Into the Wild, Thai Style Part 1

Cheow Lan Lake, southern Thailand

It seemed like a good idea at the time….

A two-night, three-day birding tour in southern Thailand didn’t seem so crazy. We’d hire a guide, he’d take us to birding areas that we couldn’t reach on our own. A boat. Oh, yes, there’d be a boat, as our targeted area was centred on a large man-made lake where the water was the only way to travel. And floating bungalows. That should be a lark—imagine, sleeping in bamboo huts actually on the lake.

And so, in all innocence, we left behind the comfort of our hotel in Phuket pre-dawn to climb sleepily into Ike’s SUV.

Let me pause for a moment to speak, with fondness and with reverence, of Ike. I can honestly say I have never met a more personable character in my travels. Having struggled for two weeks in Thailand to be understood (my fault, not anyone else’s, as I speak no Thai), I was happily gobsmacked at Ike’s perfect command of English, to the point where I had to stop myself continually (and idiotically) remarking on it. Not only did he express himself better than a good number of my acquaintances back home, but his birding skills far surpassed ours. Often during the weekend, we would be listening to a cacophony of sound arising from the jungle, and he would suddenly cup his ear, point, and announce “great hornbill!” And by gum, if we stilled our ragged breathing and tuned out everything else, we, too, could hear the distant, soft hoot. Then, more times than not, just to prove that he wasn’t just making things up, we’d see the tiny but unmistakable silhouette of a great hornbill sail off across the horizon. Add to his virtues a ready sense of humor and a genuine kindness, and you have a good picture of him.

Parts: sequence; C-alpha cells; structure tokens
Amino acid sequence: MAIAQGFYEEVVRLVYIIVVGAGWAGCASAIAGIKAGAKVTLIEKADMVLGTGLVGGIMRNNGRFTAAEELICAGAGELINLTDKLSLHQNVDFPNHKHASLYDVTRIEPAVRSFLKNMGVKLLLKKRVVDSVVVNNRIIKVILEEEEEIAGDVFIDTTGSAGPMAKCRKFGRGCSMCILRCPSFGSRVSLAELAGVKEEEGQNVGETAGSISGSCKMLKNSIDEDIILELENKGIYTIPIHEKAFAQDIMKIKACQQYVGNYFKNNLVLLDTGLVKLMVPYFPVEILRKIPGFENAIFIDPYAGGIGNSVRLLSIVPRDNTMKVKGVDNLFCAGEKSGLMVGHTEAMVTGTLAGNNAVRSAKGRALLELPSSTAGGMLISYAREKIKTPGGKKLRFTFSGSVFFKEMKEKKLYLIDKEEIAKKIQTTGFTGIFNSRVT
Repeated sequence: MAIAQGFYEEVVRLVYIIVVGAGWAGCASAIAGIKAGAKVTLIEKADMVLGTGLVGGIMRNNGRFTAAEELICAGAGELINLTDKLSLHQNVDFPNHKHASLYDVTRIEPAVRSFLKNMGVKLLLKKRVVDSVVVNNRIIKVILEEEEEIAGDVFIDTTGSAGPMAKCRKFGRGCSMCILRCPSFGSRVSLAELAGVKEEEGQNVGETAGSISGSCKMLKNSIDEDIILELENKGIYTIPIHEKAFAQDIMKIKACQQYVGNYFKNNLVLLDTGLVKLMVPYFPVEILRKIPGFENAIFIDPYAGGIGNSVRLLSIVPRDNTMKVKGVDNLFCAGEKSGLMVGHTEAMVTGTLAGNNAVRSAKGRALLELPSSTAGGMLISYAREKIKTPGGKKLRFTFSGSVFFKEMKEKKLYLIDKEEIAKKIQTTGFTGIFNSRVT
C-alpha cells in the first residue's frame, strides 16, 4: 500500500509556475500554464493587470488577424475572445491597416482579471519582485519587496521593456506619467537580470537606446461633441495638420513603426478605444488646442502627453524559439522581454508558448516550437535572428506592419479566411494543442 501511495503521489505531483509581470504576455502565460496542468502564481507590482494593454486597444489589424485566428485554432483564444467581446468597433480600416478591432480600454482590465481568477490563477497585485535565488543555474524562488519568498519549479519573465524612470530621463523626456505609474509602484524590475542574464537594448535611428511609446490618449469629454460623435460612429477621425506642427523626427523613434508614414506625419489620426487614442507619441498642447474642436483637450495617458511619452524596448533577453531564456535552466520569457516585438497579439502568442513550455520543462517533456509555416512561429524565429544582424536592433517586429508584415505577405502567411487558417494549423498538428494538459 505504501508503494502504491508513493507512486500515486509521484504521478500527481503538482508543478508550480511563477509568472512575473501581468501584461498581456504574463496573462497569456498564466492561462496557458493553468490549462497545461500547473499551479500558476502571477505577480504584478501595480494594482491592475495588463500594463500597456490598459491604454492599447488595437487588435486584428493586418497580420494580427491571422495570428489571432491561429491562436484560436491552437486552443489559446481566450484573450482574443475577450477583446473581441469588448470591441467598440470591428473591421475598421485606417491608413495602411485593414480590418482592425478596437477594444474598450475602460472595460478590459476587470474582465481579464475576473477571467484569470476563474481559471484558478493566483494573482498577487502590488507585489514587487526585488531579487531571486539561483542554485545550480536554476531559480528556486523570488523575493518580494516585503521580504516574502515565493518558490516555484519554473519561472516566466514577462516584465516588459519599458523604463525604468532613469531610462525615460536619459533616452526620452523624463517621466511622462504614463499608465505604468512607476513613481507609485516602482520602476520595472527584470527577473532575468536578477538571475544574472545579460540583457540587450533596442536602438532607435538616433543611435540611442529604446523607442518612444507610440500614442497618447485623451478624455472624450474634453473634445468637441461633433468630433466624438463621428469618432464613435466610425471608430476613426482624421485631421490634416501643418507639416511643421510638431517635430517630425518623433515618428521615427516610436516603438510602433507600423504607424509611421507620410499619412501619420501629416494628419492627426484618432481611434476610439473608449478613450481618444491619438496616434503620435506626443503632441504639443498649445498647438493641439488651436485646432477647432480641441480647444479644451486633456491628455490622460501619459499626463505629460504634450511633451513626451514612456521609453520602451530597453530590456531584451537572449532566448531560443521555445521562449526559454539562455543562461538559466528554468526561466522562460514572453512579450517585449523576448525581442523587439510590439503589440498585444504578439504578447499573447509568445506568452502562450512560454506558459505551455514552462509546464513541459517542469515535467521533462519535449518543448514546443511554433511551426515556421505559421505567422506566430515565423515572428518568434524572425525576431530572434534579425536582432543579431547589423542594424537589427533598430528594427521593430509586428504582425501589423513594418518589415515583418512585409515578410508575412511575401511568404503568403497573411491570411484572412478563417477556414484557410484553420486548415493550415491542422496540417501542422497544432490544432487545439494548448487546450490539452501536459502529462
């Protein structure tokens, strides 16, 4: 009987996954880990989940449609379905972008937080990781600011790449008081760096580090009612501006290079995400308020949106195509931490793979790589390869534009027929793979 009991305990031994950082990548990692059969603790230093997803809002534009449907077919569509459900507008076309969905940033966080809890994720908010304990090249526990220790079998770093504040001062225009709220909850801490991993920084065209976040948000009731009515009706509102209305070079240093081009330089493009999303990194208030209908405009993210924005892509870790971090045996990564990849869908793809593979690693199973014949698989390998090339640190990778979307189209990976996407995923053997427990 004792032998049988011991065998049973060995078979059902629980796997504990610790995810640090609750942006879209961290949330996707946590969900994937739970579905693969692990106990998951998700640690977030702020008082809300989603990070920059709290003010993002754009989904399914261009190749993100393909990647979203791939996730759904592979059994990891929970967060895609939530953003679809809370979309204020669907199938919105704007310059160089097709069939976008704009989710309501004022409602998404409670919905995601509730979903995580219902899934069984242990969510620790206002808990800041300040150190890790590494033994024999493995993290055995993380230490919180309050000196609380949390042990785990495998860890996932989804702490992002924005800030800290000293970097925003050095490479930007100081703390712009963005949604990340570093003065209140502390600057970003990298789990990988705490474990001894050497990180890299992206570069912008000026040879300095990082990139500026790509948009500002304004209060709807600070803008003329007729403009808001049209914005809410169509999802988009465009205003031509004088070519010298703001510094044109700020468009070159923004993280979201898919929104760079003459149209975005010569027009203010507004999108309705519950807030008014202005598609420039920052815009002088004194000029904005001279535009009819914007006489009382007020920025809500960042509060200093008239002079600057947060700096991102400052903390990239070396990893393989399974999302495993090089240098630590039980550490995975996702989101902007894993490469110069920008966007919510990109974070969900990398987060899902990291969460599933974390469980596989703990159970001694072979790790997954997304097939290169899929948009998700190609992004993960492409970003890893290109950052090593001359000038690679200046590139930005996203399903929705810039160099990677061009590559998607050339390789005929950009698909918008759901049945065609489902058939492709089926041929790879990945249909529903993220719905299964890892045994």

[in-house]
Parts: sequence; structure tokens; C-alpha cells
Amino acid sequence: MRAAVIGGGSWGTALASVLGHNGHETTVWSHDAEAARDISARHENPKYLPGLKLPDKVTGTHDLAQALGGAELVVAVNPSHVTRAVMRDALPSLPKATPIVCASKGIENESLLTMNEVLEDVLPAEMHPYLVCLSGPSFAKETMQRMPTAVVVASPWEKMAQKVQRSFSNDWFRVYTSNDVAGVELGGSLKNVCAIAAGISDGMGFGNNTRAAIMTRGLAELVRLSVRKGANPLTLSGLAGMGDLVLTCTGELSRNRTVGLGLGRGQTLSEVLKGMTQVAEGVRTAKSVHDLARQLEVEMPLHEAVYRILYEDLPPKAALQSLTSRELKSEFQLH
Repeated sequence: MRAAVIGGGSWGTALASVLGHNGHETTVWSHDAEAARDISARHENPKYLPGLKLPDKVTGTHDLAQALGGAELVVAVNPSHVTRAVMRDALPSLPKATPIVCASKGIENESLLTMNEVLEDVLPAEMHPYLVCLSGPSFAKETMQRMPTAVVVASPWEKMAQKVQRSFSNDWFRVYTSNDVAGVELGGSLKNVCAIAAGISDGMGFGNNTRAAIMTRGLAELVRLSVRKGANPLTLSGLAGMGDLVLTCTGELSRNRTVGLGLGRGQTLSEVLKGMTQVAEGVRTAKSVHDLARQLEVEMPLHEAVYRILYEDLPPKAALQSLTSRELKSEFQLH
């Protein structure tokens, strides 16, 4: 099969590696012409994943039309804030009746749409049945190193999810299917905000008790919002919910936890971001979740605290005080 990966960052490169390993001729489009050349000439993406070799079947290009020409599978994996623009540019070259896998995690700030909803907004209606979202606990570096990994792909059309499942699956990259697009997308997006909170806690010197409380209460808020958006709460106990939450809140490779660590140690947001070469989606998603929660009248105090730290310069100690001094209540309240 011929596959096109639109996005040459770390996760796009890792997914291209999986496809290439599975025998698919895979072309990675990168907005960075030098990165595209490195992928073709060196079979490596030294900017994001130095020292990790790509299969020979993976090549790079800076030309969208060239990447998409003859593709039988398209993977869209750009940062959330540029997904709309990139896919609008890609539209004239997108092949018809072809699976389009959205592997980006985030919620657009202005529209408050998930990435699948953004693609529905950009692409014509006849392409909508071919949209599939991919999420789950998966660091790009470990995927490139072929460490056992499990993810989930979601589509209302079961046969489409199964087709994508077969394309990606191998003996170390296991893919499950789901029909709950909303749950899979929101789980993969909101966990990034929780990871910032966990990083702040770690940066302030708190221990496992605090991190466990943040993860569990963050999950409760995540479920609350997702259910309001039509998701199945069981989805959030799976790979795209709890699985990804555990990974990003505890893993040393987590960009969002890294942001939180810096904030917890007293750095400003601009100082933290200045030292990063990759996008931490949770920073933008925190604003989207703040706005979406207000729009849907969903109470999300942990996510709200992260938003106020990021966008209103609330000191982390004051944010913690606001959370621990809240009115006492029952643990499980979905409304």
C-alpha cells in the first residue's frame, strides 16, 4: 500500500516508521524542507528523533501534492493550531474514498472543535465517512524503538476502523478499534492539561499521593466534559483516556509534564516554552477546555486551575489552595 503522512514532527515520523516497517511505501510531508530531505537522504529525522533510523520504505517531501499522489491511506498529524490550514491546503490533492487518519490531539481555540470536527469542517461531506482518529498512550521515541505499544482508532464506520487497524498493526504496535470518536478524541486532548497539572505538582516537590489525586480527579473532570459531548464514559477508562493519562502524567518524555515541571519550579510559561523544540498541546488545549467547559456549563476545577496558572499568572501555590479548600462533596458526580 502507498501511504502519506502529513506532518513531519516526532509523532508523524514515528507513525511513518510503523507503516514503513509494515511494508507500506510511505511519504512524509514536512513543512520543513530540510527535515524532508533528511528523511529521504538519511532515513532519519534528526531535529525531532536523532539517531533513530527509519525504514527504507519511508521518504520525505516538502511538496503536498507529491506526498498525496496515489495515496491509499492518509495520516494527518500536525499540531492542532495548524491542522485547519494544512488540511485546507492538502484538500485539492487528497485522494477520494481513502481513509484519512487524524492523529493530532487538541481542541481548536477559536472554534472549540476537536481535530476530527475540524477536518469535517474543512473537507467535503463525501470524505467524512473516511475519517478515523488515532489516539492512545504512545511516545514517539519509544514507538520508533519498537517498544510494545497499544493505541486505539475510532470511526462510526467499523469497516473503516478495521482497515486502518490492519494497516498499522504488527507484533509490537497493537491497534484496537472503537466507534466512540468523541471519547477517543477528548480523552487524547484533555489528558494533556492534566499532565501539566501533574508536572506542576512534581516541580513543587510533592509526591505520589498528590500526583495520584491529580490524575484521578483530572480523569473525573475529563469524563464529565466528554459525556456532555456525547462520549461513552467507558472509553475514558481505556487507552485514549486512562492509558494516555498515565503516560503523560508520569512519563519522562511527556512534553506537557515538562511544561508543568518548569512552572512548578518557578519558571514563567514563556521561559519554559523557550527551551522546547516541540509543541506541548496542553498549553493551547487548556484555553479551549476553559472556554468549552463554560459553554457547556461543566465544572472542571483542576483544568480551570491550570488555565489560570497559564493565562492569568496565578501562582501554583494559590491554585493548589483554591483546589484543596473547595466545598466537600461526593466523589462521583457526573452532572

We were not Ike’s typical bird tour clients. Although you can’t exactly call us novices, as we’ve been birding for something like 18 years, we’re more like developmentally challenged bird tourists. We enjoy going to places where birds hang out, we like seeing the birds, I like to snap photos, but finding rarities is not a high priority. On this particular trip, for various reasons, we were almost completely unprepared. Serious twitchers* arrive at their destinations with a list of target species, having thoroughly studied their intended prey, and well versed in juvenile plumage, alternate color morphs, and vocalizations. We had a dogeared field guide borrowed from the library and some binoculars. We had no idea which species were rare and which were commonplace. We were like children, oohing and ahhing at the pretty birds when Ike pointed them out, nodding appreciatively when he gave us the names. In short, we were pathetic. Ike took this in stride.